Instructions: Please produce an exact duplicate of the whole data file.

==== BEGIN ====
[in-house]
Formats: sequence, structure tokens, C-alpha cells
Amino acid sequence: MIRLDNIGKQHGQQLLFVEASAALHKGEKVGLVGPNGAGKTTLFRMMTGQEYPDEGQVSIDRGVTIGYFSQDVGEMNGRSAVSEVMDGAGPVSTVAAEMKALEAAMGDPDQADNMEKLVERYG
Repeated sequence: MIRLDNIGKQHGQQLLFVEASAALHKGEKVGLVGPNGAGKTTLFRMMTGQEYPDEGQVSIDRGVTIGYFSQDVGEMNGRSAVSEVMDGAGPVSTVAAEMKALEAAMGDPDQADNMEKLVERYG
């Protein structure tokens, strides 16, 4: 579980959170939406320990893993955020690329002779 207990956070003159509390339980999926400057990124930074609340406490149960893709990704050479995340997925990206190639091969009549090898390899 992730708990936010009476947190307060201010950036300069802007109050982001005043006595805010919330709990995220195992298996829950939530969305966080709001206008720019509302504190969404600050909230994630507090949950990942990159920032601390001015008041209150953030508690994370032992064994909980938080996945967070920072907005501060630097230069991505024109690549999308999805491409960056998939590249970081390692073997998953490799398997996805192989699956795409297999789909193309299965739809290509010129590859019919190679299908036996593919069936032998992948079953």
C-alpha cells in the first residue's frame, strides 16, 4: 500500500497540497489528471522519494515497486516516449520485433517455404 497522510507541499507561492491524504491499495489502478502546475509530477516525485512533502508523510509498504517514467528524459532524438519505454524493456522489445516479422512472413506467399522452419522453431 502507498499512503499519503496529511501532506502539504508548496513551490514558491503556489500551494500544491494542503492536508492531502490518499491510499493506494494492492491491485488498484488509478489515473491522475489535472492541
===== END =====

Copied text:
[in-house]
Formats: sequence, structure tokens, C-alpha cells
Amino acid sequence: MIRLDNIGKQHGQQLLFVEASAALHKGEKVGLVGPNGAGKTTLFRMMTGQEYPDEGQVSIDRGVTIGYFSQDVGEMNGRSAVSEVMDGAGPVSTVAAEMKALEAAMGDPDQADNMEKLVERYG
Repeated sequence: MIRLDNIGKQHGQQLLFVEASAALHKGEKVGLVGPNGAGKTTLFRMMTGQEYPDEGQVSIDRGVTIGYFSQDVGEMNGRSAVSEVMDGAGPVSTVAAEMKALEAAMGDPDQADNMEKLVERYG
């Protein structure tokens, strides 16, 4: 579980959170939406320990893993955020690329002779 207990956070003159509390339980999926400057990124930074609340406490149960893709990704050479995340997925990206190639091969009549090898390899 992730708990936010009476947190307060201010950036300069802007109050982001005043006595805010919330709990995220195992298996829950939530969305966080709001206008720019509302504190969404600050909230994630507090949950990942990159920032601390001015008041209150953030508690994370032992064994909980938080996945967070920072907005501060630097230069991505024109690549999308999805491409960056998939590249970081390692073997998953490799398997996805192989699956795409297999789909193309299965739809290509010129590859019919190679299908036996593919069936032998992948079953």
C-alpha cells in the first residue's frame, strides 16, 4: 500500500497540497489528471522519494515497486516516449520485433517455404 497522510507541499507561492491524504491499495489502478502546475509530477516525485512533502508523510509498504517514467528524459532524438519505454524493456522489445516479422512472413506467399522452419522453431 502507498499512503499519503496529511501532506502539504508548496513551490514558491503556489500551494500544491494542503492536508492531502490518499491510499493506494494492492491491485488498484488509478489515473491522475489535472492541